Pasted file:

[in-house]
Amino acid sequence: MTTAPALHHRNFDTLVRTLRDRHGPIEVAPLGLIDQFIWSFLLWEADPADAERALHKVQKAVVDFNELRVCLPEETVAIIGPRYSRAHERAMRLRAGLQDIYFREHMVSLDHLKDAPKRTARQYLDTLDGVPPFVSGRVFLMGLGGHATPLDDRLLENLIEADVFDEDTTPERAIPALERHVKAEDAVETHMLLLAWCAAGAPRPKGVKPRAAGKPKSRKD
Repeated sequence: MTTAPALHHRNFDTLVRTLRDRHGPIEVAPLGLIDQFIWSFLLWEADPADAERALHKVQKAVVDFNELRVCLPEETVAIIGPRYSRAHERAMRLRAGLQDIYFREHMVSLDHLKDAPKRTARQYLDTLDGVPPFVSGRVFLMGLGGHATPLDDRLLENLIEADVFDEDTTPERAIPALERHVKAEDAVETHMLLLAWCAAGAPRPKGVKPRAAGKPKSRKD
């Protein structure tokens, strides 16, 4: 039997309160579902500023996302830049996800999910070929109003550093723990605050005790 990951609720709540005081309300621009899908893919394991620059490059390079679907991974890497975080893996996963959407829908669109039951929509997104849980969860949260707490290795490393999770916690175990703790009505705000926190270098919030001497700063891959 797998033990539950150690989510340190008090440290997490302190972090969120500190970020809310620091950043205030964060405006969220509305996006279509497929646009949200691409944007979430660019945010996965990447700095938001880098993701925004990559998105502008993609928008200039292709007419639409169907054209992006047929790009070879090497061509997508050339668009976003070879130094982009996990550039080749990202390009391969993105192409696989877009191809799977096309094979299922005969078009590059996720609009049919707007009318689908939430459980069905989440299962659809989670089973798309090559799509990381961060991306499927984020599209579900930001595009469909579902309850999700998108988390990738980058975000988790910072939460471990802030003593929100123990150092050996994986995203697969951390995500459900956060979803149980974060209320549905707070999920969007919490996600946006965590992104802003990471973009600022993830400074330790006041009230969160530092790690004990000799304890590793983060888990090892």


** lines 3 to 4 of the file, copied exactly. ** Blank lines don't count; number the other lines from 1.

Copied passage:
Repeated sequence: MTTAPALHHRNFDTLVRTLRDRHGPIEVAPLGLIDQFIWSFLLWEADPADAERALHKVQKAVVDFNELRVCLPEETVAIIGPRYSRAHERAMRLRAGLQDIYFREHMVSLDHLKDAPKRTARQYLDTLDGVPPFVSGRVFLMGLGGHATPLDDRLLENLIEADVFDEDTTPERAIPALERHVKAEDAVETHMLLLAWCAAGAPRPKGVKPRAAGKPKSRKD
């Protein structure tokens, strides 16, 4: 039997309160579902500023996302830049996800999910070929109003550093723990605050005790 990951609720709540005081309300621009899908893919394991620059490059390079679907991974890497975080893996996963959407829908669109039951929509997104849980969860949260707490290795490393999770916690175990703790009505705000926190270098919030001497700063891959 797998033990539950150690989510340190008090440290997490302190972090969120500190970020809310620091950043205030964060405006969220509305996006279509497929646009949200691409944007979430660019945010996965990447700095938001880098993701925004990559998105502008993609928008200039292709007419639409169907054209992006047929790009070879090497061509997508050339668009976003070879130094982009996990550039080749990202390009391969993105192409696989877009191809799977096309094979299922005969078009590059996720609009049919707007009318689908939430459980069905989440299962659809989670089973798309090559799509990381961060991306499927984020599209579900930001595009469909579902309850999700998108988390990738980058975000988790910072939460471990802030003593929100123990150092050996994986995203697969951390995500459900956060979803149980974060209320549905707070999920969007919490996600946006965590992104802003990471973009600022993830400074330790006041009230969160530092790690004990000799304890590793983060888990090892």